92nd American Meteorological Society Annual Meeting (January 22-26, 2012)

Tuesday, 24 January 2012: 11:45 AM
The Effects of Atmospheric Stability and Wind Shear on Wind Farm Power Production
Room 345 (New Orleans Convention Center )
Brian Joseph Vanderwende, Univ. of Colorado, Boulder, CO; and J. K. Lundquist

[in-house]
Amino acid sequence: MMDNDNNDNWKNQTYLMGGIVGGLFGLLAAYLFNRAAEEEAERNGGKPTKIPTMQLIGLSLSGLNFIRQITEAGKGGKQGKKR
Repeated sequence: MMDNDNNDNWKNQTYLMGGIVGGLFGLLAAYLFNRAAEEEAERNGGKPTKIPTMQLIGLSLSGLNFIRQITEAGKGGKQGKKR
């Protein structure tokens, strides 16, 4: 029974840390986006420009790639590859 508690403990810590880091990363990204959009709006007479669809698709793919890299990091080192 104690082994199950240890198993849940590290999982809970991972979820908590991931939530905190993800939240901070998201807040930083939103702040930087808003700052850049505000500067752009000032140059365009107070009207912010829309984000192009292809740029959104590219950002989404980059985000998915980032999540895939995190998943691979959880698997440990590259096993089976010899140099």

Power production from wind turbines can vary significantly from manufacturer's ratings due to atmospheric stability and wind shear. In this study, remotely sensed and in-situ data from a wind farm in the High Plains of Central North America were examined to quantify the effects of atmospheric conditions in the boundary layer on power generation. Several approaches for segregating time periods by atmospheric conditions were applied to this dataset, including methods based on the time-of-day, the power law exponent α, the bulk Richardson number RB, and diurnal cycles in wind and temperature. These classifications were used to generate stability-dependent power curves. For this site, all classification metrics indicated underperformance during stable/night regimes and overperformance during convective/day regimes at moderate wind speeds (7-12m/s). A simple attempt at forecasting power production values proved both the feasibility and the utility of applying meteorological classifications for forecasting applications. The success in diagnosis and forecasting of power production using boundary layer data demonstrate that power output is strongly influenced by boundary layer stability, but further research is required that involves measurements taken across the rotor-disk; remote sensing of such profiles is recommended.

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